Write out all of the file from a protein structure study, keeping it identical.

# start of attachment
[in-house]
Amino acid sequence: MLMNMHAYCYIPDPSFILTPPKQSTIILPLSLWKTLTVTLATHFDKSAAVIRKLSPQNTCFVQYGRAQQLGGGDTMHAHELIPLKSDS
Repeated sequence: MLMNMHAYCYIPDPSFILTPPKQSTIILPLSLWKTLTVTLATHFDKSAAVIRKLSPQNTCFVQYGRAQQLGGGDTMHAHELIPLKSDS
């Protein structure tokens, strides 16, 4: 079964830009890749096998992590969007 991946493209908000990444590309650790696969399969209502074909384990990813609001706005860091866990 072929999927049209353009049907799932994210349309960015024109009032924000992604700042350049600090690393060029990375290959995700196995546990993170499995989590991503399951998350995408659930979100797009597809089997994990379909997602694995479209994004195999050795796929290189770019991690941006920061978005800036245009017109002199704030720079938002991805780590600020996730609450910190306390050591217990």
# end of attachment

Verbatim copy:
[in-house]
Amino acid sequence: MLMNMHAYCYIPDPSFILTPPKQSTIILPLSLWKTLTVTLATHFDKSAAVIRKLSPQNTCFVQYGRAQQLGGGDTMHAHELIPLKSDS
Repeated sequence: MLMNMHAYCYIPDPSFILTPPKQSTIILPLSLWKTLTVTLATHFDKSAAVIRKLSPQNTCFVQYGRAQQLGGGDTMHAHELIPLKSDS
């Protein structure tokens, strides 16, 4: 079964830009890749096998992590969007 991946493209908000990444590309650790696969399969209502074909384990990813609001706005860091866990 072929999927049209353009049907799932994210349309960015024109009032924000992604700042350049600090690393060029990375290959995700196995546990993170499995989590991503399951998350995408659930979100797009597809089997994990379909997602694995479209994004195999050795796929290189770019991690941006920061978005800036245009017109002199704030720079938002991805780590600020996730609450910190306390050591217990």